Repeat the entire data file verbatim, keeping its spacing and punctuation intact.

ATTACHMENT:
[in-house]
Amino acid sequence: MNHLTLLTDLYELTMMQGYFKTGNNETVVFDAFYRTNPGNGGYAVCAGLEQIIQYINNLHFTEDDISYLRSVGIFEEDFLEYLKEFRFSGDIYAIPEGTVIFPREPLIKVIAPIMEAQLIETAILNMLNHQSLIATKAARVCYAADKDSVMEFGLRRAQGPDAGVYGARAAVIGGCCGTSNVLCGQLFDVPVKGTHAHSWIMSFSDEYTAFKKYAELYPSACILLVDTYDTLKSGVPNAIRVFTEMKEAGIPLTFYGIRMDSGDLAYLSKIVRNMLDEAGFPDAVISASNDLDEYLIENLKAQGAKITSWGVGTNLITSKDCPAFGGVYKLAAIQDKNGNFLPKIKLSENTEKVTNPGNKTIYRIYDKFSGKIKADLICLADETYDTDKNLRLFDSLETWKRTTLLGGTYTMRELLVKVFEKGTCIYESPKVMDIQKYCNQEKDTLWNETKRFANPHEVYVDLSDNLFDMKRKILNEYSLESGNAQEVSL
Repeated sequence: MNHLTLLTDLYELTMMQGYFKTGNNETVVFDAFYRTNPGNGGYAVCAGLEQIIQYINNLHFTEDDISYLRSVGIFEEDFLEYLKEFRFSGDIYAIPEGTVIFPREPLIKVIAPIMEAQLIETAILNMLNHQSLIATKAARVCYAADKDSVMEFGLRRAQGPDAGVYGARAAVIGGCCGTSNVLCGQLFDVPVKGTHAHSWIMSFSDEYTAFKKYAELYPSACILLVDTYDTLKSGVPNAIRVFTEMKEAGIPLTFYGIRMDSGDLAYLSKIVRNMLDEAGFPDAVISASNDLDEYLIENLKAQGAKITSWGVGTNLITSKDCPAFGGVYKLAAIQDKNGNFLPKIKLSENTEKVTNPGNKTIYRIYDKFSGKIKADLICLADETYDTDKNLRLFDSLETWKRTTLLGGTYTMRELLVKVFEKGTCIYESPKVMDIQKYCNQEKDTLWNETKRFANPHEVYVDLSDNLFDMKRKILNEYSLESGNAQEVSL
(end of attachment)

[in-house]
Amino acid sequence: MNHLTLLTDLYELTMMQGYFKTGNNETVVFDAFYRTNPGNGGYAVCAGLEQIIQYINNLHFTEDDISYLRSVGIFEEDFLEYLKEFRFSGDIYAIPEGTVIFPREPLIKVIAPIMEAQLIETAILNMLNHQSLIATKAARVCYAADKDSVMEFGLRRAQGPDAGVYGARAAVIGGCCGTSNVLCGQLFDVPVKGTHAHSWIMSFSDEYTAFKKYAELYPSACILLVDTYDTLKSGVPNAIRVFTEMKEAGIPLTFYGIRMDSGDLAYLSKIVRNMLDEAGFPDAVISASNDLDEYLIENLKAQGAKITSWGVGTNLITSKDCPAFGGVYKLAAIQDKNGNFLPKIKLSENTEKVTNPGNKTIYRIYDKFSGKIKADLICLADETYDTDKNLRLFDSLETWKRTTLLGGTYTMRELLVKVFEKGTCIYESPKVMDIQKYCNQEKDTLWNETKRFANPHEVYVDLSDNLFDMKRKILNEYSLESGNAQEVSL
Repeated sequence: MNHLTLLTDLYELTMMQGYFKTGNNETVVFDAFYRTNPGNGGYAVCAGLEQIIQYINNLHFTEDDISYLRSVGIFEEDFLEYLKEFRFSGDIYAIPEGTVIFPREPLIKVIAPIMEAQLIETAILNMLNHQSLIATKAARVCYAADKDSVMEFGLRRAQGPDAGVYGARAAVIGGCCGTSNVLCGQLFDVPVKGTHAHSWIMSFSDEYTAFKKYAELYPSACILLVDTYDTLKSGVPNAIRVFTEMKEAGIPLTFYGIRMDSGDLAYLSKIVRNMLDEAGFPDAVISASNDLDEYLIENLKAQGAKITSWGVGTNLITSKDCPAFGGVYKLAAIQDKNGNFLPKIKLSENTEKVTNPGNKTIYRIYDKFSGKIKADLICLADETYDTDKNLRLFDSLETWKRTTLLGGTYTMRELLVKVFEKGTCIYESPKVMDIQKYCNQEKDTLWNETKRFANPHEVYVDLSDNLFDMKRKILNEYSLESGNAQEVSL